Using Campaign Communications to Analyze Civility in Ranked Choice Voting Elections

Open Access Journal | ISSN: 2183-2463

Article | Open Access

Using Campaign Communications to Analyze Civility in Ranked Choice Voting Elections


  • Martha Kropf Department of Political Science and Public Administration, University of North Carolina – Charlotte, USA


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Abstract:  Theory suggests that ranked choice voting (RCV) may create a more civil campaign environment. As voters must rank candidates, the candidates have an incentive to work with each other more collaboratively. This study uses text analysis software (LIWC) to examine candidate tweets and newspaper articles in RCV versus specifically-chosen plurality cities for evidence of positivity or negativity. In quantitatively comparing the tweets, the results are mixed among the cities. Qualitatively, candidates seem to be more likely to engage each other in RCV cities than in plurality cities. Using LIWC to analyze newspaper articles for campaign tone, one can see that RCV city articles have significantly more positive than negative words. This is the first published study to use direct campaign communication data to study RCV elections and campaign civility. This research validates survey research indicating that citizens perceive RCV campaigns are more civil.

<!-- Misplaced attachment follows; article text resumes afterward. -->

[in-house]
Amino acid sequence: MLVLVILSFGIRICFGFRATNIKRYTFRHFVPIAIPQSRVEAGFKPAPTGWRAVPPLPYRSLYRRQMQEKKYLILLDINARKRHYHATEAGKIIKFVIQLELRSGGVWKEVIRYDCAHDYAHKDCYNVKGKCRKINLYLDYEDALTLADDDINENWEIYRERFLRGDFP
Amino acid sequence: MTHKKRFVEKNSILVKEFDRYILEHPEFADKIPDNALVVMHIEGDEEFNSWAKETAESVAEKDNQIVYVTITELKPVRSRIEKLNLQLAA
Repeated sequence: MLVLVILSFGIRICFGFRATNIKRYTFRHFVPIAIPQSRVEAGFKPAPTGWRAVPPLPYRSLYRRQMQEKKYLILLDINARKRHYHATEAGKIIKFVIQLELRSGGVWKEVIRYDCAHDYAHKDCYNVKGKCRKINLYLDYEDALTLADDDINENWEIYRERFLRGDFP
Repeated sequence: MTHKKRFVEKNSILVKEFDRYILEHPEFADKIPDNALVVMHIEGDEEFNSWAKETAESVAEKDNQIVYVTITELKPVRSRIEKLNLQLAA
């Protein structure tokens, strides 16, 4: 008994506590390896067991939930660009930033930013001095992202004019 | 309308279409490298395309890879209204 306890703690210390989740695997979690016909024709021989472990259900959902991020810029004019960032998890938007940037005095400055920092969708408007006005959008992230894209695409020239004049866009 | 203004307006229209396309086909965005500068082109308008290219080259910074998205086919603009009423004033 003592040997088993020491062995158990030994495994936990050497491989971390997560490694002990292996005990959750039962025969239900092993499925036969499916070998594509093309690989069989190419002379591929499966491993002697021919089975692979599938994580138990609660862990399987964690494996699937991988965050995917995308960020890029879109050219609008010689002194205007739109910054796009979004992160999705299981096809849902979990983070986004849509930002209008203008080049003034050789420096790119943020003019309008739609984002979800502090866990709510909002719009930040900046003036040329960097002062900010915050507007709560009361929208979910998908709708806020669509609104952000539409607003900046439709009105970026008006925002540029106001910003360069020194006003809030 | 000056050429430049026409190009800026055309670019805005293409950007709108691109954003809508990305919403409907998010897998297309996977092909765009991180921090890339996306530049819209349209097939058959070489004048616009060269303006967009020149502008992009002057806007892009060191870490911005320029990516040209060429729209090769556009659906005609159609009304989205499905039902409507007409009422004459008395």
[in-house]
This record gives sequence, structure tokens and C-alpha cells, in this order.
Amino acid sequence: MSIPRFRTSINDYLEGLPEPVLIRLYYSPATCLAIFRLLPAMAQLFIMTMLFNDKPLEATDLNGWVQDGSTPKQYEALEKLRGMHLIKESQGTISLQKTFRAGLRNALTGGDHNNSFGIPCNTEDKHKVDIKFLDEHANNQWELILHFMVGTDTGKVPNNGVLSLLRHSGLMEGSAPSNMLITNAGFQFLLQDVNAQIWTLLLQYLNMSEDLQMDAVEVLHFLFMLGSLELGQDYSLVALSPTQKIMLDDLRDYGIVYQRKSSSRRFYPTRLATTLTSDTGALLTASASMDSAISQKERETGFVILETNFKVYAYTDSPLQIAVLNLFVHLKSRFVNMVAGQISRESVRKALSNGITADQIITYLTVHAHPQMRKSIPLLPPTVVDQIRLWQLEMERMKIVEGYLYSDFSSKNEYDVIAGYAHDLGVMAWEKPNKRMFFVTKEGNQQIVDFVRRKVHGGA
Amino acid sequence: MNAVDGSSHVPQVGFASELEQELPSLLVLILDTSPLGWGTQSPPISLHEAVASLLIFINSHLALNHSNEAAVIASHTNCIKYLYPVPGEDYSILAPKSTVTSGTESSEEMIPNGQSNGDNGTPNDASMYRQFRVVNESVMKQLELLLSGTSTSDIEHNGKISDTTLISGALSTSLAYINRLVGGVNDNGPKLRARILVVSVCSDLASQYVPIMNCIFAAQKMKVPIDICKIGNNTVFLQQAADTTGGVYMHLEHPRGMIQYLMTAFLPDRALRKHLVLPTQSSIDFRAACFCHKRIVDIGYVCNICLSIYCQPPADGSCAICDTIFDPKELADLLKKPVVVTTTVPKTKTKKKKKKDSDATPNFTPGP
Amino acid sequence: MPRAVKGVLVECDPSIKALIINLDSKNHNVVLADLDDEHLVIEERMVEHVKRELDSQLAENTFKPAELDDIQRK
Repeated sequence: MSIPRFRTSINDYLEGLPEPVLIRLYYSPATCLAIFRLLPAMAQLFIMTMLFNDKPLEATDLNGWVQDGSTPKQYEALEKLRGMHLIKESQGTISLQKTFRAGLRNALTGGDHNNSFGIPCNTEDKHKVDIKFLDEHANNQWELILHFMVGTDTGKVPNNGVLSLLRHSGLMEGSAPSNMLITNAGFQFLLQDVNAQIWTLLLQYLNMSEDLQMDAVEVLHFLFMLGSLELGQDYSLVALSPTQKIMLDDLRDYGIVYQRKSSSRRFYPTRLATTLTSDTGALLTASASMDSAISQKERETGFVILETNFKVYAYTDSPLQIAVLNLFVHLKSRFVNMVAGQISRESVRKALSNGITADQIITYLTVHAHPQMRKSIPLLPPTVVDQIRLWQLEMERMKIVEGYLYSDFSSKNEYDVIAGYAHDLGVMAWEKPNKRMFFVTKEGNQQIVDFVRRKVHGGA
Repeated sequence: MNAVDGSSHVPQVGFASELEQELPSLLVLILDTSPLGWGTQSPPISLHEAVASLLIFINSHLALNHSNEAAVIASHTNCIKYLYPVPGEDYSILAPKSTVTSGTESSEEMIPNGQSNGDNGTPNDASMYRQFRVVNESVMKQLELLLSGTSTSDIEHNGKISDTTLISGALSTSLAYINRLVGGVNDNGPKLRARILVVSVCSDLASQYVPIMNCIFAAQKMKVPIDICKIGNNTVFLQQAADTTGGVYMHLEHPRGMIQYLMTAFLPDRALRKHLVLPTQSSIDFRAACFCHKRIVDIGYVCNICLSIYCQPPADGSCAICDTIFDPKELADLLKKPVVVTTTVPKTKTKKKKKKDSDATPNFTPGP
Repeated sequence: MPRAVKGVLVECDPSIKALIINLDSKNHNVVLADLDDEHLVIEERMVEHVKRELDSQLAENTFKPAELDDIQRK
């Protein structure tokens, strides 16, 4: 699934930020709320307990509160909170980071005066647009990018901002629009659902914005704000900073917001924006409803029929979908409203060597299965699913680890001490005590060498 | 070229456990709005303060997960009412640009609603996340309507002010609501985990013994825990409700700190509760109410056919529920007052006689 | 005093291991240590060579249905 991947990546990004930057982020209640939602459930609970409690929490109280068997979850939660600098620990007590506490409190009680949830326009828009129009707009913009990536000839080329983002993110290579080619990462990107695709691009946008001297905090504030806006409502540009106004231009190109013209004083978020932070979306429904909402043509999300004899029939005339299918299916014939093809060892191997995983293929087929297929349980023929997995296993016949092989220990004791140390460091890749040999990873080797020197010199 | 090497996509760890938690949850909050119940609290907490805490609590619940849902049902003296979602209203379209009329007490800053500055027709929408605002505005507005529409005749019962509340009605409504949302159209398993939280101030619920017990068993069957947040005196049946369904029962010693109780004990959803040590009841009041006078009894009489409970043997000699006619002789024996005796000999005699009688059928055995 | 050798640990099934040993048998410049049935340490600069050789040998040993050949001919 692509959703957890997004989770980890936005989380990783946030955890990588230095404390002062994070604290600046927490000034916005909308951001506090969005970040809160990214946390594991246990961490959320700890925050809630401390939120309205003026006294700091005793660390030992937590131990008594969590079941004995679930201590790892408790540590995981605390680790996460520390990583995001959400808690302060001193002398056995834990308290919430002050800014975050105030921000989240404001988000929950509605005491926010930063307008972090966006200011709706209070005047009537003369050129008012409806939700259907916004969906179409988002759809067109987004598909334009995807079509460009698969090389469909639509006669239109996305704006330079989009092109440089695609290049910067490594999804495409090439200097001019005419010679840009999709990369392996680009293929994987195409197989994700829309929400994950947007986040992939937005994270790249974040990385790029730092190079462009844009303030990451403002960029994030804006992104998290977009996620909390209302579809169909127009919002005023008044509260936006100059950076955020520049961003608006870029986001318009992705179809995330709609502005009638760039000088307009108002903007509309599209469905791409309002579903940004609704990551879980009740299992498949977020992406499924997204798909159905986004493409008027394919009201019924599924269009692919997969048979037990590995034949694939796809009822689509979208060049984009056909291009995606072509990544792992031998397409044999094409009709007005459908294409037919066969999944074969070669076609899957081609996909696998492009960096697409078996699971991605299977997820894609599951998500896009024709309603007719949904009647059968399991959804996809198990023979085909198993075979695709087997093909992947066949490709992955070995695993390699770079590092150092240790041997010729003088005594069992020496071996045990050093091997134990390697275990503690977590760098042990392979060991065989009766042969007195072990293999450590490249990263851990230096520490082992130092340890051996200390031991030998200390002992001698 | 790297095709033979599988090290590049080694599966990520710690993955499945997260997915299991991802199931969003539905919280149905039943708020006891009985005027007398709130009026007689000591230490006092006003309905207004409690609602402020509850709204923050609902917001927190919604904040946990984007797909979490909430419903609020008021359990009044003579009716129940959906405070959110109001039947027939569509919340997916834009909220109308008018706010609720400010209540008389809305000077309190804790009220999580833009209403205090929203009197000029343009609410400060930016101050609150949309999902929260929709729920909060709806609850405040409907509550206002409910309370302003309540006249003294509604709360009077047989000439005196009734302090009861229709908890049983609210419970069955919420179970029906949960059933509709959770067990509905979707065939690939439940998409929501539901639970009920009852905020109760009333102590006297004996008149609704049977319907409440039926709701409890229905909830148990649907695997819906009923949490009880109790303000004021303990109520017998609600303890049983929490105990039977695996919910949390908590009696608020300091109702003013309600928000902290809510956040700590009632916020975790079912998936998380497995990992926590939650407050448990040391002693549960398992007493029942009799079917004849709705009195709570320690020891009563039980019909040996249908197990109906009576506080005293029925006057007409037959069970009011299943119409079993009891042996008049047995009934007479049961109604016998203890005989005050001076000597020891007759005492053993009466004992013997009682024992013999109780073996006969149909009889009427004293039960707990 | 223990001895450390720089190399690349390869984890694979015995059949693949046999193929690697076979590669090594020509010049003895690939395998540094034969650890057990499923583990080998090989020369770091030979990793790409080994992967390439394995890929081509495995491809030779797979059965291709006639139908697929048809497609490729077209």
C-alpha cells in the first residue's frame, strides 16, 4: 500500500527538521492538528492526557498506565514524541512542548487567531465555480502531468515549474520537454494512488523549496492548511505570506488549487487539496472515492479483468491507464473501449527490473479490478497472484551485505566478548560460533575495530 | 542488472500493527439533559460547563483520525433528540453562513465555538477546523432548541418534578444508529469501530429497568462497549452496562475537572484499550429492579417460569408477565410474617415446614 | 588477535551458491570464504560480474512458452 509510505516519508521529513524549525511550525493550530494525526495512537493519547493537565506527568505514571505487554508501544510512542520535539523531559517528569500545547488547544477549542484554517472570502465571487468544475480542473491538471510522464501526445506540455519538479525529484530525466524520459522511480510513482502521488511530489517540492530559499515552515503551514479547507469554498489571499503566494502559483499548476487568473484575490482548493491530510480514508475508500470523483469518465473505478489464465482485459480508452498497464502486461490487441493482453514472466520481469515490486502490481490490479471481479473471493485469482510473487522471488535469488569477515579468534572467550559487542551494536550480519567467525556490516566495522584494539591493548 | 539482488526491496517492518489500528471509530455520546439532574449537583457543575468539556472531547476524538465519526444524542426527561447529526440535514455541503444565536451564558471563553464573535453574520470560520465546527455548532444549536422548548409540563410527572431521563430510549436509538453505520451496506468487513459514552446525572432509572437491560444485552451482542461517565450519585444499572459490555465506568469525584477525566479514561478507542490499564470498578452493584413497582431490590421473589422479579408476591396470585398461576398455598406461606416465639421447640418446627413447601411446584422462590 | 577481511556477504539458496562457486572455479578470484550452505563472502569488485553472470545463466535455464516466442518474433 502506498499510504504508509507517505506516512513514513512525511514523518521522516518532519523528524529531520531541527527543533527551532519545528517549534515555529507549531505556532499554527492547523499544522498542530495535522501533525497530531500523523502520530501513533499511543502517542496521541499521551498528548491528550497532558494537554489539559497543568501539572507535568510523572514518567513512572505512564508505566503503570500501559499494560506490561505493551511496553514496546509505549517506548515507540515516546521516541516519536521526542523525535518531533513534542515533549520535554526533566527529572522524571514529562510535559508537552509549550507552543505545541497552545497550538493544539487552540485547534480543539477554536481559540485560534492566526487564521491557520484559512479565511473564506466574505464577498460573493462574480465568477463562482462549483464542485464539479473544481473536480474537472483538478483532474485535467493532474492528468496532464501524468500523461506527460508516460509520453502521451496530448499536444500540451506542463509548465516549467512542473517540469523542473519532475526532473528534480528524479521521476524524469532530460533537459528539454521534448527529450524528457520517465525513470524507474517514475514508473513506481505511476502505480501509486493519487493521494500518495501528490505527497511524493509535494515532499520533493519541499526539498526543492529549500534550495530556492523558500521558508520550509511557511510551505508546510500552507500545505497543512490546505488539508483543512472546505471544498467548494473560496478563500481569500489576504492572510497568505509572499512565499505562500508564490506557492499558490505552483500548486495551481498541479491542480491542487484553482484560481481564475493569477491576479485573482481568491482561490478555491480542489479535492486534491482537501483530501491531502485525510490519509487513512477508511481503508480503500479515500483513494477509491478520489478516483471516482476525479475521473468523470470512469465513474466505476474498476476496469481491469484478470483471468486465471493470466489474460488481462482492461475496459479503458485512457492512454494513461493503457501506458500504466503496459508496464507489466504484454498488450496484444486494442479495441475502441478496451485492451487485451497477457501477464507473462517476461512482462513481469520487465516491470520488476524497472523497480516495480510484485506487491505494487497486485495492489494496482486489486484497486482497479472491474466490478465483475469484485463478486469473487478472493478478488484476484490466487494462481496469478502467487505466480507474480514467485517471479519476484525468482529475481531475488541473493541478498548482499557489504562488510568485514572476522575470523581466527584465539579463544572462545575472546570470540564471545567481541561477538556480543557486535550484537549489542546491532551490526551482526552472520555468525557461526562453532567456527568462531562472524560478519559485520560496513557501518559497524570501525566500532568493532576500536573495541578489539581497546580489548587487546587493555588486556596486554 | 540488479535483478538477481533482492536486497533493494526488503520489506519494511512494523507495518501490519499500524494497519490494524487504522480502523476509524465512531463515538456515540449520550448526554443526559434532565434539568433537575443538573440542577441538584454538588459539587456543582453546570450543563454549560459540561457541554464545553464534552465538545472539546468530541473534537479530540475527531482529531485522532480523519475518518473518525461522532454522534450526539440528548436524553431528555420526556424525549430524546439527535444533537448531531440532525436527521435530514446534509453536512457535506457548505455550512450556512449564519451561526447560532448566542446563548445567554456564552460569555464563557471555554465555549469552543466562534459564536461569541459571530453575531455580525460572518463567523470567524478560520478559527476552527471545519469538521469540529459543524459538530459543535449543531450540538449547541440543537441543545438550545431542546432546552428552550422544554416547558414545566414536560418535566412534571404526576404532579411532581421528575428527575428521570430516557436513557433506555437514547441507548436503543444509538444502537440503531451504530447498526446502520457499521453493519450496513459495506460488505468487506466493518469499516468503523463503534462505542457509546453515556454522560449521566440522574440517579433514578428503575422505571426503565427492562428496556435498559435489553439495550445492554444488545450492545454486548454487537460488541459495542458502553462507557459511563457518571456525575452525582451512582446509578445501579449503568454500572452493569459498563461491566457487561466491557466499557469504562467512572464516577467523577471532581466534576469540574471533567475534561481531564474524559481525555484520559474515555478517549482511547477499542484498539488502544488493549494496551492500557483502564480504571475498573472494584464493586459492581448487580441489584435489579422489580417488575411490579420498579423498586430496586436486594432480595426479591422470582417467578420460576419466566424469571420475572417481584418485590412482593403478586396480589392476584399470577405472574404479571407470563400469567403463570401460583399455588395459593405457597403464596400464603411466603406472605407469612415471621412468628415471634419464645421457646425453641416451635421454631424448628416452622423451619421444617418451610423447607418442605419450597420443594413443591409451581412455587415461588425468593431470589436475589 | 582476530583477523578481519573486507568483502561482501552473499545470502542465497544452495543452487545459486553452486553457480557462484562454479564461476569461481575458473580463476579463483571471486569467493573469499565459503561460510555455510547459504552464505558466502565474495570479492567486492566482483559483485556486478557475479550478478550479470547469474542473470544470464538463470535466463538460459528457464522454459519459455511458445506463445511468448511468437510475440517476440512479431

Keywords:  civility; content analysis; Linguistic Inquiry and Word Count; ranked choice voting; sentiment analysis; text analysis; Twitter

Published:   15 June 2021


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DOI: https://doi.org/10.17645/pag.v9i2.4293


© Martha Kropf. This is an open access article distributed under the terms of the Creative Commons Attribution 4.0 license (http://creativecommons.org/licenses/by/4.0), which permits any use, distribution, and reproduction of the work without further permission provided the original author(s) and source are credited.